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Smart city: A collective responsibility

Urban change is advancing

Around the year 1800, only 2% of the global population lived in towns and cities. By the turn of the millennium, this figure had risen to just under half the global population, and UN estimates are predicting that three-quarters of us will be living in urban spaces by 2050. Anyone who has ever been caught in rush-hour traffic – be it on the street or on the underground – knows just how difficult it is to accommodate huge crowds of people in limited spaces. But there are problems that aren’t always obvious for city dwellers to notice at first glance, such as high consumption of resources, waste, emissions, and water pollution among others.

The vision: A sustainable digital society

The search for this vision has become known as the "Smart Cities" concept. Some German cities and councils are already collecting waste charges calculated by weight – with barcodes or RFID chips allocating bins to particular households. Before they are emptied, the bins are weighed by a sensor integrated in the bin lorry’s lift. This year’s global estimate for the number of these and similar sensors installed in traffic lights, electricity meters, water meters, ticket machines, and other relevant devices stands at 1.1 billion. There are plans to more than double the number of results-recording sensors in 2017.

Smart cities are now rapidly developing in Asia.

Smart cities as a solution against urban change challenges

The goal: Higher and sustainable living standards

By analysing this data, authorities intend to improve traffic flow, for example, which leads to less stress and fewer emissions. Energy requirements should be reduced as a result, and where possible, waste should be recycled or even converted into energy. These and additional measures should help minimise the negative impact on the environment and improve living standards, despite the growing number of city dwellers. Obviously, the intention to tackle problems such as these isn’t new – but the integration of information and communication technology is. The networked approach that promotes the idea of ‘making a real difference’ is equally new. After all, it is of little value to citizens if the electric cars they use to carpool are stuck in traffic. While local emissions may well have dropped, the quality of life hasn’t improved yet.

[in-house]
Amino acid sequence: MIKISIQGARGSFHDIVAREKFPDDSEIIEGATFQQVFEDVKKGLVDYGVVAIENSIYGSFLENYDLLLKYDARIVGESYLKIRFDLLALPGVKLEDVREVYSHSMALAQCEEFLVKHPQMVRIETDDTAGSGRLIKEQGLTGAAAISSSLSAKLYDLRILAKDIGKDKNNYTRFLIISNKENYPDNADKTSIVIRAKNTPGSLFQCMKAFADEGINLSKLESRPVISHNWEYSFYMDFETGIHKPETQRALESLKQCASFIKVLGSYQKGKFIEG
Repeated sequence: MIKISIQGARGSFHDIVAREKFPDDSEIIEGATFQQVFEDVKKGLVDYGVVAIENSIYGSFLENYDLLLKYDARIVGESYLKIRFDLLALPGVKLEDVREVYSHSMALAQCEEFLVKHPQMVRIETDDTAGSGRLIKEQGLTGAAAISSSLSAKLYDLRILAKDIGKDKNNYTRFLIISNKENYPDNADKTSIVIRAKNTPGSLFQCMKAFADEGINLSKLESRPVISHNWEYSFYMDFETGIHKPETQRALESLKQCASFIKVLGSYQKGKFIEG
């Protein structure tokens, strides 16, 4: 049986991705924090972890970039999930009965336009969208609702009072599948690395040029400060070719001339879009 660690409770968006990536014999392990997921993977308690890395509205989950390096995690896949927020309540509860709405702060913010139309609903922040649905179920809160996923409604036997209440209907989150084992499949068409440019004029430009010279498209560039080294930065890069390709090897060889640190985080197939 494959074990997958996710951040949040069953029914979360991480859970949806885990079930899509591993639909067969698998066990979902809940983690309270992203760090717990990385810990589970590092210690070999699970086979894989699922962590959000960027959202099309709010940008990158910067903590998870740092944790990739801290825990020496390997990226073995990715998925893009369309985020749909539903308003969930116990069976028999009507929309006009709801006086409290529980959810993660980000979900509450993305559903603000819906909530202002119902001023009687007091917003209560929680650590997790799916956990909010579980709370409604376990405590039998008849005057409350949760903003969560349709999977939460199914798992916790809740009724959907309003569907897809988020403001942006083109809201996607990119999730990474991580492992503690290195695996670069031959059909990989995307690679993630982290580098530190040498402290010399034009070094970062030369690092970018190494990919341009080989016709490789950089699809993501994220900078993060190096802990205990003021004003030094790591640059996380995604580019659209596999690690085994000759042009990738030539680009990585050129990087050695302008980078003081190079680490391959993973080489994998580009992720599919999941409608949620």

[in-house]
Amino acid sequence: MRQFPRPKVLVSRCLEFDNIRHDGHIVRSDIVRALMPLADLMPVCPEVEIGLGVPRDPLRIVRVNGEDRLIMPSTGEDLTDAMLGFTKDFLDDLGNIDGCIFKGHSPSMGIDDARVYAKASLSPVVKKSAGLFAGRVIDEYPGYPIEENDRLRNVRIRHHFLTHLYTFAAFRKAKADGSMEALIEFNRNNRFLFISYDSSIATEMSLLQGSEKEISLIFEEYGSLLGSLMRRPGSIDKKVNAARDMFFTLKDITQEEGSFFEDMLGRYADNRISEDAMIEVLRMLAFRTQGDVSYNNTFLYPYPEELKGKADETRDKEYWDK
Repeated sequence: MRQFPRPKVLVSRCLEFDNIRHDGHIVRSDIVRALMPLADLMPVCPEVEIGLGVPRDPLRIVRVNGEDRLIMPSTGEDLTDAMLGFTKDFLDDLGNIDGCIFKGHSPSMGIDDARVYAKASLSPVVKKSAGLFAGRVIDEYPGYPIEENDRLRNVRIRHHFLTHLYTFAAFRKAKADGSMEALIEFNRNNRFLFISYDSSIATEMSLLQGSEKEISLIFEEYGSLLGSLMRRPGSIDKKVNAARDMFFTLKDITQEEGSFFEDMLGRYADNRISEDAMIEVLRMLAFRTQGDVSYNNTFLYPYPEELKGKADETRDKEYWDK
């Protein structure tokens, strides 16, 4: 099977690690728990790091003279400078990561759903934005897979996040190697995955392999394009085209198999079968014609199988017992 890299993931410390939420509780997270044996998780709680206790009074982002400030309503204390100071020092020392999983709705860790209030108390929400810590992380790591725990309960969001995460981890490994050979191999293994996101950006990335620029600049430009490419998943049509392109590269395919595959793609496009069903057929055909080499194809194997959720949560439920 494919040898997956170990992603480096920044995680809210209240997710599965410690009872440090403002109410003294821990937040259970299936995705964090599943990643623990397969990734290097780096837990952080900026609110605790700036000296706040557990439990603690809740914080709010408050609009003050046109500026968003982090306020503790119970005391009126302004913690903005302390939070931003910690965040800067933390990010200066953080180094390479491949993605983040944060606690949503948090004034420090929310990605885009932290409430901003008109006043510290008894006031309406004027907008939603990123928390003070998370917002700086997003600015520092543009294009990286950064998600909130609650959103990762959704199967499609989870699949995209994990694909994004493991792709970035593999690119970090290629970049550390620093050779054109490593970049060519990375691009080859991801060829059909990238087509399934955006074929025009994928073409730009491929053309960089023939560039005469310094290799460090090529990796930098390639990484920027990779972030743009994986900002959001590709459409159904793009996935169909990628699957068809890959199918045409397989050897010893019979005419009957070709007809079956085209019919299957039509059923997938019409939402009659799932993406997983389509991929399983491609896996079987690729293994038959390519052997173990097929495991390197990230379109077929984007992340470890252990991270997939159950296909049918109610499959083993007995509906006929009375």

A no ‘one-size-fits-all’ approach

Now, it is clear that there can’t be a “one-size-fits-all” solution.
What works well in Cologne might be doomed to fail in Kuala Lumpur or never be in demand in Kansas City. It also stands to reason that smart city principles are best implemented during the initial building of a city. Conversely, the costs for upgrading existing infrastructures are far higher. In India, there are plans to build 100 smart cities, the first of which are to be constructed in an area in Delhi. Now, that is all well and good, but what will happen to the rest of Delhi? Will it remain “dumb”? What is more, it will mainly impact cities in developing countries that experience the growth mentioned at the beginning of this article, cities where most of the population is bound to live in kilometre upon kilometre of ghettos made up of paltry shacks, partially due to the indifference of the city leaders. It will be interesting to see how the smart city concept will be brought to life in these areas. Cities everywhere must rise to the challenges of urban change. And no social class should be left behind. Sustainable resource management only works if all the city’s communities join forces.

What’s your position on the topic of smart cities? We would keen to hear your experience and comments.

Smart City Sustainability

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